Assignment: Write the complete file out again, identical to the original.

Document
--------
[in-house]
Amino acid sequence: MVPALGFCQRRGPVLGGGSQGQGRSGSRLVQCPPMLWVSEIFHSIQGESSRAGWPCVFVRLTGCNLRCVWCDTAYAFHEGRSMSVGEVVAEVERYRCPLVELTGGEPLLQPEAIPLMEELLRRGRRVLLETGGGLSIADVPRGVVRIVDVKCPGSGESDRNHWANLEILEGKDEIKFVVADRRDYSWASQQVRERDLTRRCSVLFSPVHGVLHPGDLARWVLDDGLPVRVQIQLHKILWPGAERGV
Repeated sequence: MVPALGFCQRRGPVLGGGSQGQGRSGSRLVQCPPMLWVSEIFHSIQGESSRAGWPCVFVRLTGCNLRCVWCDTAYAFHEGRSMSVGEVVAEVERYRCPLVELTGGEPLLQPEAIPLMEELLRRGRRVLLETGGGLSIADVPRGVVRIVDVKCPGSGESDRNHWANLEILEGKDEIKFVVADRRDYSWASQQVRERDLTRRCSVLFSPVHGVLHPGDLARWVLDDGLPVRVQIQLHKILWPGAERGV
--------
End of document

[in-house]
Amino acid sequence: MVPALGFCQRRGPVLGGGSQGQGRSGSRLVQCPPMLWVSEIFHSIQGESSRAGWPCVFVRLTGCNLRCVWCDTAYAFHEGRSMSVGEVVAEVERYRCPLVELTGGEPLLQPEAIPLMEELLRRGRRVLLETGGGLSIADVPRGVVRIVDVKCPGSGESDRNHWANLEILEGKDEIKFVVADRRDYSWASQQVRERDLTRRCSVLFSPVHGVLHPGDLARWVLDDGLPVRVQIQLHKILWPGAERGV
Repeated sequence: MVPALGFCQRRGPVLGGGSQGQGRSGSRLVQCPPMLWVSEIFHSIQGESSRAGWPCVFVRLTGCNLRCVWCDTAYAFHEGRSMSVGEVVAEVERYRCPLVELTGGEPLLQPEAIPLMEELLRRGRRVLLETGGGLSIADVPRGVVRIVDVKCPGSGESDRNHWANLEILEGKDEIKFVVADRRDYSWASQQVRERDLTRRCSVLFSPVHGVLHPGDLARWVLDDGLPVRVQIQLHKILWPGAERGV